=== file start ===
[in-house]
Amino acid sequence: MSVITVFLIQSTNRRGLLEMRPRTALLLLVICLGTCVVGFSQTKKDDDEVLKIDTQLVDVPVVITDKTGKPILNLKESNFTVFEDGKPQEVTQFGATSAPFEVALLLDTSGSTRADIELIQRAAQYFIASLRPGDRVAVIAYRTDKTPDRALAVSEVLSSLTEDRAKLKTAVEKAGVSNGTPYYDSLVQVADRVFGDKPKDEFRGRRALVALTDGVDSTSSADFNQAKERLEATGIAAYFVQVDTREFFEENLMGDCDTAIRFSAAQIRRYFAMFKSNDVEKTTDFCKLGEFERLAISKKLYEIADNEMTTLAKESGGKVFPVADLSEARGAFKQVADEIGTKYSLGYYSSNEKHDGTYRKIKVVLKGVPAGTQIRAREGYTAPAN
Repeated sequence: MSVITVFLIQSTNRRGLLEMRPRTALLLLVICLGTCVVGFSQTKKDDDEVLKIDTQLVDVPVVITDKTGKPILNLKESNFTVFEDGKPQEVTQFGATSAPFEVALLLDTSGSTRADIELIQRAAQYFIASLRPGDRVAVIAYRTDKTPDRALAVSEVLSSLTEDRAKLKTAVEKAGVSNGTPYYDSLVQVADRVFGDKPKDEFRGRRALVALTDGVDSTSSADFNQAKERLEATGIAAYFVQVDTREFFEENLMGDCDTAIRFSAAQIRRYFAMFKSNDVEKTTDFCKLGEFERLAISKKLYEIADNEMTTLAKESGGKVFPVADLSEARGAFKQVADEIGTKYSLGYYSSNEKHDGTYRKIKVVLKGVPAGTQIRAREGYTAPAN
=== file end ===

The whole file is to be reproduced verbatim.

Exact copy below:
[in-house]
Amino acid sequence: MSVITVFLIQSTNRRGLLEMRPRTALLLLVICLGTCVVGFSQTKKDDDEVLKIDTQLVDVPVVITDKTGKPILNLKESNFTVFEDGKPQEVTQFGATSAPFEVALLLDTSGSTRADIELIQRAAQYFIASLRPGDRVAVIAYRTDKTPDRALAVSEVLSSLTEDRAKLKTAVEKAGVSNGTPYYDSLVQVADRVFGDKPKDEFRGRRALVALTDGVDSTSSADFNQAKERLEATGIAAYFVQVDTREFFEENLMGDCDTAIRFSAAQIRRYFAMFKSNDVEKTTDFCKLGEFERLAISKKLYEIADNEMTTLAKESGGKVFPVADLSEARGAFKQVADEIGTKYSLGYYSSNEKHDGTYRKIKVVLKGVPAGTQIRAREGYTAPAN
Repeated sequence: MSVITVFLIQSTNRRGLLEMRPRTALLLLVICLGTCVVGFSQTKKDDDEVLKIDTQLVDVPVVITDKTGKPILNLKESNFTVFEDGKPQEVTQFGATSAPFEVALLLDTSGSTRADIELIQRAAQYFIASLRPGDRVAVIAYRTDKTPDRALAVSEVLSSLTEDRAKLKTAVEKAGVSNGTPYYDSLVQVADRVFGDKPKDEFRGRRALVALTDGVDSTSSADFNQAKERLEATGIAAYFVQVDTREFFEENLMGDCDTAIRFSAAQIRRYFAMFKSNDVEKTTDFCKLGEFERLAISKKLYEIADNEMTTLAKESGGKVFPVADLSEARGAFKQVADEIGTKYSLGYYSSNEKHDGTYRKIKVVLKGVPAGTQIRAREGYTAPAN